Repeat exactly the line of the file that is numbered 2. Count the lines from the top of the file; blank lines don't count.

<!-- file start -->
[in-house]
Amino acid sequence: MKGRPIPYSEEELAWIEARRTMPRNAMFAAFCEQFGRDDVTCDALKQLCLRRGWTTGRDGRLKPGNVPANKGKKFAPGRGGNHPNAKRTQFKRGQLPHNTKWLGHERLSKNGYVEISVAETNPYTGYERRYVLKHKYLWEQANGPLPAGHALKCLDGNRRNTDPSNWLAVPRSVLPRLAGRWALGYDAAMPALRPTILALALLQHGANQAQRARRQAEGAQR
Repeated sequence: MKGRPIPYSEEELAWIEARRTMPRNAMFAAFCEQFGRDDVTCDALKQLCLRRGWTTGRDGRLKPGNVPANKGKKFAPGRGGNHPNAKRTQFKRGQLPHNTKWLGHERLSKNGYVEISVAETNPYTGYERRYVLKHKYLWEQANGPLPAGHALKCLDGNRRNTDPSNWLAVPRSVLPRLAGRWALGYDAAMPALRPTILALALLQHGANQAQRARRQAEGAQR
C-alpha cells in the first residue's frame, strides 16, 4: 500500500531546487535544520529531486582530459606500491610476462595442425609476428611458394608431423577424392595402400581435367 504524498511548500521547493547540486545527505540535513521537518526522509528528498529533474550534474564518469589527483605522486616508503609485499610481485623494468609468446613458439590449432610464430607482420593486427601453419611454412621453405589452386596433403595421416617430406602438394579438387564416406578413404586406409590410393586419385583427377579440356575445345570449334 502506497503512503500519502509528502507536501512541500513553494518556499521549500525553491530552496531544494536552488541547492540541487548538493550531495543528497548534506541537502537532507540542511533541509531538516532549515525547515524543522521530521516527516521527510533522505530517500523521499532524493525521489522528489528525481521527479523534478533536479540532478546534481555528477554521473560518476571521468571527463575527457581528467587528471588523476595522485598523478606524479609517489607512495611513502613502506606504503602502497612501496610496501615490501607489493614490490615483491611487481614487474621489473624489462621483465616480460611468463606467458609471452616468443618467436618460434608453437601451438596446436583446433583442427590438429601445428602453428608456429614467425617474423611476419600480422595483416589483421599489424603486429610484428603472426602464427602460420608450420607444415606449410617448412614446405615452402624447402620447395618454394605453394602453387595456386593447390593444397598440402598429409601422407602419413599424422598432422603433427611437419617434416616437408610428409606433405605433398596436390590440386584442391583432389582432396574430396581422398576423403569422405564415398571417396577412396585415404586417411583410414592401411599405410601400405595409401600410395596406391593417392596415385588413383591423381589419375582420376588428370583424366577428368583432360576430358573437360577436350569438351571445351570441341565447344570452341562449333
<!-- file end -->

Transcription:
Amino acid sequence: MKGRPIPYSEEELAWIEARRTMPRNAMFAAFCEQFGRDDVTCDALKQLCLRRGWTTGRDGRLKPGNVPANKGKKFAPGRGGNHPNAKRTQFKRGQLPHNTKWLGHERLSKNGYVEISVAETNPYTGYERRYVLKHKYLWEQANGPLPAGHALKCLDGNRRNTDPSNWLAVPRSVLPRLAGRWALGYDAAMPALRPTILALALLQHGANQAQRARRQAEGAQR